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Legislative Update

Key Authorizing Legislation for Housing Programs, 116th Congress

PHADA advocates to congress for legislation that will help housing authorities (HAs) preserve and develop housing and more effectively provide services to residents. This past year, PHADA has worked closely with congressional committees and staff on legislation featured in this policy brief. As with any legislation, passage of these bills is not guaranteed and often it takes more than one session of congress to achieve desired results. Therefore, it is important to continuously advocate to your representatives and senators for outcomes that will be most beneficial to your agencies, the industry, and the communities and families you serve.

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FY 20 Appropriations

Budget Deal Does Not Guarantee Adequate Funding for HUD Programs

TThe House and Senate passed important legislation in July that averted sequestration and raised spending caps for non-defense discretionary (NDD) programs, including HUD, for both FY 20 and 21. The bipartisan package also raises the debt limit ceiling for the next two years, which is necessary because the government has reached its maximum borrowing authority and would have been forced to drastically cut spending had Congress not acted. Under the terms of the bipartisan agreement, Congress will be able to increase NDD spending by $27 billion compared to FY 19, but this is about $15 billion less than the House budget approved in May anticipated.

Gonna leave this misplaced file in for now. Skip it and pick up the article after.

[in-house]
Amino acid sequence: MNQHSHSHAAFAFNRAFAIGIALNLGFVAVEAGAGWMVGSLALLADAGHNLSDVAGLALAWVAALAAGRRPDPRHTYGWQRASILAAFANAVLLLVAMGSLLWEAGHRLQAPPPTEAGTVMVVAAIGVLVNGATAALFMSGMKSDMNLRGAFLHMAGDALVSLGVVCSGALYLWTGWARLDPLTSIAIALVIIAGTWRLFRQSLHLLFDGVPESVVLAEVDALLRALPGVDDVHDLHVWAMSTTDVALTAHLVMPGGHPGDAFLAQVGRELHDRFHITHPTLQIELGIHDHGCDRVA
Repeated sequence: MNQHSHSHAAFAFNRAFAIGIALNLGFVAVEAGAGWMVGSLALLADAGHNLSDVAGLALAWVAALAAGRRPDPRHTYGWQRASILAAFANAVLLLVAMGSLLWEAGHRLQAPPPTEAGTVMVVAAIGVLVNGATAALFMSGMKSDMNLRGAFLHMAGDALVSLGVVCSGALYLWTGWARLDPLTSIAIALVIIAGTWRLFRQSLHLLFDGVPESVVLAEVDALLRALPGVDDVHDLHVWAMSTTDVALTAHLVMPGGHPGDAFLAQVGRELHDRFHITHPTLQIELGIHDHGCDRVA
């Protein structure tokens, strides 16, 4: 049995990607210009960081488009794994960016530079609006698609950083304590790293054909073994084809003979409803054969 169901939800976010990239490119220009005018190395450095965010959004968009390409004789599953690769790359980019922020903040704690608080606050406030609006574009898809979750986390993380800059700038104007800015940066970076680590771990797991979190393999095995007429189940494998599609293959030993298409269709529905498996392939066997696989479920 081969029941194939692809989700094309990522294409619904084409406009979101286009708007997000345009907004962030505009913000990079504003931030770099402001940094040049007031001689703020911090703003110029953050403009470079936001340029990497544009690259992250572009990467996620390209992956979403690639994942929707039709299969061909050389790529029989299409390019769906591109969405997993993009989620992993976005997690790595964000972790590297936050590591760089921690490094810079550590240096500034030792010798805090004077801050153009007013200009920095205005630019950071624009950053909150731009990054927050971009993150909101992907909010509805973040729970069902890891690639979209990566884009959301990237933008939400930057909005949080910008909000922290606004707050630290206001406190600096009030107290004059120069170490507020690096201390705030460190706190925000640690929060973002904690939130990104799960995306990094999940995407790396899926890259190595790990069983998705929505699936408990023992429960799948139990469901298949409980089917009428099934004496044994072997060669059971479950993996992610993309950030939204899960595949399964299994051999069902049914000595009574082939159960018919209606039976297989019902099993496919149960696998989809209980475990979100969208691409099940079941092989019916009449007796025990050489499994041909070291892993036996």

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FY 19 Appropriations

Senate Maintains Increased Funding from FY 18 Levels

THE FY 19 T-HUD APPROPRIATIONS BILLS maintain most of the gains realized in the FY 18 budget. While funding was proposed at level or increased amounts for Public Housing Operating, Voucher renewals and Section 8 administrative fees, the Capital Fund continues to be severely underfunded at just over 50 percent of actual need. While the Senate approved increasing the Capital Fund by $25 million from FY 18 in late July, the House sought a decrease of $116 million. Even with increases, admin fees are funded at an 85 percent proration in the Senate and a 77 percent proration in the House. As this went to press, the House had not brought its bill to the floor for vote.

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FY 2018 Appropriations

Federal Funding Continues Steep Decline

THE FY 2018 T-HUD APPROPRIATIONS BILLS extend the long-standing disinvestment in public housing programs by the federal government. PHADA continues to advocate for the funding required to operate programs and make capital improvements for the 1.1 million public housing families and the 2.3 million voucher families who rely on their local housing authority to administer these important programs throughout the nation.

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Low Income Housing Tax Credit Fact Sheet